African American Book Festival views current events through lens of literature

Acacia Coronado

Until Folktales bookstore was pushed out by major chains in 1999, the 1990s specialty locale provided Austin with a taste of African American literature through its selections and events.

Now, the Rosalind Oliphant, alumna and former owner of Folktales bookstore, is back for the eleventh instalment of the African American Book Festival on June 22-24. The event, which was founded out of popular demand for the events once held at Folktales, will include elements like book signings and literary and pop culture discussions.

“It is a lot of work, but it is worth it for me,” Oliphant said. “Especially when we can have a platform where authors can come to Austin and talk about their work and emerging writers to get an opportunity to pitch their work.”

Oliphant said the festival has grown exponentially since it was founded, and said they have since been able to host rising stars such as New York Times bestsellers and Pulitzer Prize winners such as Annette Gordon-Reed and Terry McMillan.

“I met Terry McMillan the year before I opened my bookstore in Austin,” Oliphant said. “I extended an invitation to her to be the guest writer at the opening event of my bookstore here in Austin. She wrote me a very kind letter and said ‘Thank you for the invitation, I won't be able to join you at this time.’”

Oliphant said it is important to have an event like this in Austin because it allows for successful writers, who might otherwise be ignored by major festivals focused on best sellers, to showcase their work and be honored. She said it also paves the way to healthy and essential discussions that are many times avoided.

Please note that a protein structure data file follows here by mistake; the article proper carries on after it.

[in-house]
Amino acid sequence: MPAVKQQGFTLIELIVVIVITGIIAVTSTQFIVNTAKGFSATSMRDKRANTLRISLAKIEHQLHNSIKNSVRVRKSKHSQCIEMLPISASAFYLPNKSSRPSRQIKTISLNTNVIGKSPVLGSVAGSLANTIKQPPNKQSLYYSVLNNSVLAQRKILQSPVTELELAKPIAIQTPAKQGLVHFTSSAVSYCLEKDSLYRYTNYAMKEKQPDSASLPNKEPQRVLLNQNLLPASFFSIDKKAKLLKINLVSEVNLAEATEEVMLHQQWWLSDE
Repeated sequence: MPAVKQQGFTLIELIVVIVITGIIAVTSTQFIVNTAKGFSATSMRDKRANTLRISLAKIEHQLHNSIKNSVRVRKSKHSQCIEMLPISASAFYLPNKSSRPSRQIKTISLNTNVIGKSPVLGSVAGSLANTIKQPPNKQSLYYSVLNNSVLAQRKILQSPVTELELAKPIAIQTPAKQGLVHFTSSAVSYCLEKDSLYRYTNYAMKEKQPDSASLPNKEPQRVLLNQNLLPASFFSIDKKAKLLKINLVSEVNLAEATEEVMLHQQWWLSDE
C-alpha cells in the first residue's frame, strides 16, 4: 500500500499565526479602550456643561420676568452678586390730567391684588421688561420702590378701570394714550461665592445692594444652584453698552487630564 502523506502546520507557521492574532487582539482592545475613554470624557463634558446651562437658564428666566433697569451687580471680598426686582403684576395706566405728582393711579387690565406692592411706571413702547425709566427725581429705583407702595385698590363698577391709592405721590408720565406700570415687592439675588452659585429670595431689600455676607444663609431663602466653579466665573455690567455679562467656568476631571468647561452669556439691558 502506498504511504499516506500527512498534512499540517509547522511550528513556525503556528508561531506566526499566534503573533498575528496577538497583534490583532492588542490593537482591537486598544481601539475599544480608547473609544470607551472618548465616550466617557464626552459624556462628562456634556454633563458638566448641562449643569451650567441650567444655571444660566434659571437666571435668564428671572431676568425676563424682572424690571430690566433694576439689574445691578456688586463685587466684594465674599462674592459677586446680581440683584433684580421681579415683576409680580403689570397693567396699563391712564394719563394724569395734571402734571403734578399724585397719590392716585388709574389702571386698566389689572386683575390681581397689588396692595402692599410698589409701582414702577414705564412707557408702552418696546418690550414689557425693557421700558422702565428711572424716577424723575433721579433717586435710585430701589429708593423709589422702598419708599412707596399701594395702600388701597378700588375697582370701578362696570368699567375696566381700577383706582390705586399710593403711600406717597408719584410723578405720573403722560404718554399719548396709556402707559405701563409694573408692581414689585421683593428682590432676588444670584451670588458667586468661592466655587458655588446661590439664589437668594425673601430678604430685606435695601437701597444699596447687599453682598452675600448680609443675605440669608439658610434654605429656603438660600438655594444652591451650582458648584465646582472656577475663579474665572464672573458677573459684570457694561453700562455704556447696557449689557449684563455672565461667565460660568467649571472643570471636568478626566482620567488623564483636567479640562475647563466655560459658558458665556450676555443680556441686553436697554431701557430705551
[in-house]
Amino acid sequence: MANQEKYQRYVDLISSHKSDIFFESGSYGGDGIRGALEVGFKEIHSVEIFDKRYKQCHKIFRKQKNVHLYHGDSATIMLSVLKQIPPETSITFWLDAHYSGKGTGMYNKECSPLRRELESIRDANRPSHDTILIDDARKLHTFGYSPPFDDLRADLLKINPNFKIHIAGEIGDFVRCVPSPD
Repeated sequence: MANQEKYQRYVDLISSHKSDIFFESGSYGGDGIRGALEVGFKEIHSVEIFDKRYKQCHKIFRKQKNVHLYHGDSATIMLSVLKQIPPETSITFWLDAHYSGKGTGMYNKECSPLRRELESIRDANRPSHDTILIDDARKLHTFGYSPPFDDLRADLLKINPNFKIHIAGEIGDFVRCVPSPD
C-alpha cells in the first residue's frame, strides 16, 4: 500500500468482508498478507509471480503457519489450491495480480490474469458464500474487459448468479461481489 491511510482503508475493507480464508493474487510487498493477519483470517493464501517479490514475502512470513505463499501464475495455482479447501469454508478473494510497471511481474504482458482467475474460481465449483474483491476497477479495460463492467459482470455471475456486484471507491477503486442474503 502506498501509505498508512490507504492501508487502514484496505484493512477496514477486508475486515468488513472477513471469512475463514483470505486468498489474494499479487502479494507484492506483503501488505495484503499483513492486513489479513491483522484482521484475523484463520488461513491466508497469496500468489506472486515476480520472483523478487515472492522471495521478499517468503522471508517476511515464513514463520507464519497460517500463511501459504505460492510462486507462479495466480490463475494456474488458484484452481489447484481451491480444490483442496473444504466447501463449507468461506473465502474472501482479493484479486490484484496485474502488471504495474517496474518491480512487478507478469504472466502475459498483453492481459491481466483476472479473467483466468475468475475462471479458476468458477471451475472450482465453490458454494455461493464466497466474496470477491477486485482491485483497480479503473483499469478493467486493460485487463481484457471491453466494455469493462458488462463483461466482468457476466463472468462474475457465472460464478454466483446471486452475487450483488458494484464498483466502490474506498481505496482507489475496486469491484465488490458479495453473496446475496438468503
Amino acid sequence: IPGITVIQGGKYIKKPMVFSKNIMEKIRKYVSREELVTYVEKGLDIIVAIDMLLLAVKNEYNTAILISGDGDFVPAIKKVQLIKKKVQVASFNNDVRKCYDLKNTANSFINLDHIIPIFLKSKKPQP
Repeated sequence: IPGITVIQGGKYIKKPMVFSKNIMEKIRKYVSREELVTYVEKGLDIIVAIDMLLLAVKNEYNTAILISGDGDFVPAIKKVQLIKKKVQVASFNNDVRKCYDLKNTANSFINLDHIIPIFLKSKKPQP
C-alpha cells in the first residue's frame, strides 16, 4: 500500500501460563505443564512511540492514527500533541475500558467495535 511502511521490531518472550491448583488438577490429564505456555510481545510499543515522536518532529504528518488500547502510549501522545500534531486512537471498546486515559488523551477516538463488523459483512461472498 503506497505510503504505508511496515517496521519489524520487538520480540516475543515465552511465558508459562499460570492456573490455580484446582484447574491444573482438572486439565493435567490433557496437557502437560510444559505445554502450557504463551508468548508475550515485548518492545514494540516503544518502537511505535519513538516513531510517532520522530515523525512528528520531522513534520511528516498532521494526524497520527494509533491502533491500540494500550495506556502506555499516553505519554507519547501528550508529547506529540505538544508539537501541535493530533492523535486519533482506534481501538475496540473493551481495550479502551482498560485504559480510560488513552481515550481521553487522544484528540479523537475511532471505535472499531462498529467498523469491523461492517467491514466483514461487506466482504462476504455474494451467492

“It puts African American literature at the forefront,” Oliphant said. “It is the headline, it is what we are focusing on, and it is an opportunity for the community, not just the African American community but the community as a whole to see us celebrating our literature, engaged in our literature and recognizing black authors and celebrating their work.”

Alumni Dr. Mark Cunningham said he will be participating in the event this year by leading a discussion on the ways literature and film discuss present day issues. Cunningham said the theme of his discussion goes along with the overall theme this year of overlapping literature with current events and discussions.

“I will be discussing Jordan Peele’s film Get Out,” Cunningham said. “Part of the reason I talked with Rosalind about doing that is because of the impact and popularity of the film. And, themes that are being discussed in the film are topical in terms of involving the black community in terms of white liberalism and how that has impacted black culture at large.”

UT history professor Peniel Joseph said his keynote address will be meant to create a discussion about the ideas and issues of the African American community nationally, but especially in the Austin community and how they can be related to historical pieces and characters of literature such as those of Langston Hughes and Ralph Ellison.  

“By the time we get to 2017,” Joseph said, “After having a black president, the age of black lives matter, the current president and all of these issues that we have in the United States and globally it is very important to tap into that literary historical tradition to have an understanding of where we are at as a society today versus civil rights, social justice but also versus literary, artistic production.”

Joseph said he looks forward to his participation because having these conversations plays an important role in not continuing to ignore the societal issues faced on a daily basis by the citizens of the Austin, national and global community.

“We are in a period where this whole scale lies in mythology of American history,” Joseph said. “This idea of fake news, alternative facts, that the history we have lived as Americans can be wiped out and erased.”